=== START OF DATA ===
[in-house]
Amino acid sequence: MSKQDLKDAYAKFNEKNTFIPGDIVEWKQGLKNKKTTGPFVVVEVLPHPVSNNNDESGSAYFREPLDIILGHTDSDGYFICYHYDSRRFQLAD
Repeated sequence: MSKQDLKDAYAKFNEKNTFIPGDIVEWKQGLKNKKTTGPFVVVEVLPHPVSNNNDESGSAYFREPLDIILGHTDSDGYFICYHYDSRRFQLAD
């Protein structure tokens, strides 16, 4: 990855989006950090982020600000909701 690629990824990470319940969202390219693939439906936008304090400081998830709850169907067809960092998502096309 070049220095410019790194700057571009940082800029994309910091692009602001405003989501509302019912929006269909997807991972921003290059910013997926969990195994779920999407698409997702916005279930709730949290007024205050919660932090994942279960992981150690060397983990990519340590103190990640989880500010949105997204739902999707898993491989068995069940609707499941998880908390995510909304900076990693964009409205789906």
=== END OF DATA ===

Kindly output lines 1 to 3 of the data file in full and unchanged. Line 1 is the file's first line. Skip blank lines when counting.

[in-house]
Amino acid sequence: MSKQDLKDAYAKFNEKNTFIPGDIVEWKQGLKNKKTTGPFVVVEVLPHPVSNNNDESGSAYFREPLDIILGHTDSDGYFICYHYDSRRFQLAD
Repeated sequence: MSKQDLKDAYAKFNEKNTFIPGDIVEWKQGLKNKKTTGPFVVVEVLPHPVSNNNDESGSAYFREPLDIILGHTDSDGYFICYHYDSRRFQLAD